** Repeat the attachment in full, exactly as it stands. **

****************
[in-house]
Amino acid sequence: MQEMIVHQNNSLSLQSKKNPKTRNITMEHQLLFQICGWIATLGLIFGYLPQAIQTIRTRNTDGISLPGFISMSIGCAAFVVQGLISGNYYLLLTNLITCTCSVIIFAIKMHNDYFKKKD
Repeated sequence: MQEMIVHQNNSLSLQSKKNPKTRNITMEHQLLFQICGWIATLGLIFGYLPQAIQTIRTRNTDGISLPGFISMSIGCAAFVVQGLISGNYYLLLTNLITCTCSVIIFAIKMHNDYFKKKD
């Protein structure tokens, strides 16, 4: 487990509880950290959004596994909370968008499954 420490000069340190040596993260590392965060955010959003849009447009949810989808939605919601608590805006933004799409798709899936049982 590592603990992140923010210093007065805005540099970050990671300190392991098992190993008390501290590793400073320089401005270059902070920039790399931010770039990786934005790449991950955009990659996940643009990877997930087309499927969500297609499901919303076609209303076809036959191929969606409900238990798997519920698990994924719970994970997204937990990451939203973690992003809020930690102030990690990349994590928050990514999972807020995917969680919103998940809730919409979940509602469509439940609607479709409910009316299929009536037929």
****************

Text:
[in-house]
Amino acid sequence: MQEMIVHQNNSLSLQSKKNPKTRNITMEHQLLFQICGWIATLGLIFGYLPQAIQTIRTRNTDGISLPGFISMSIGCAAFVVQGLISGNYYLLLTNLITCTCSVIIFAIKMHNDYFKKKD
Repeated sequence: MQEMIVHQNNSLSLQSKKNPKTRNITMEHQLLFQICGWIATLGLIFGYLPQAIQTIRTRNTDGISLPGFISMSIGCAAFVVQGLISGNYYLLLTNLITCTCSVIIFAIKMHNDYFKKKD
């Protein structure tokens, strides 16, 4: 487990509880950290959004596994909370968008499954 420490000069340190040596993260590392965060955010959003849009447009949810989808939605919601608590805006933004799409798709899936049982 590592603990992140923010210093007065805005540099970050990671300190392991098992190993008390501290590793400073320089401005270059902070920039790399931010770039990786934005790449991950955009990659996940643009990877997930087309499927969500297609499901919303076609209303076809036959191929969606409900238990798997519920698990994924719970994970997204937990990451939203973690992003809020930690102030990690990349994590928050990514999972807020995917969680919103998940809730919409979940509602469509439940609607479709409910009316299929009536037929």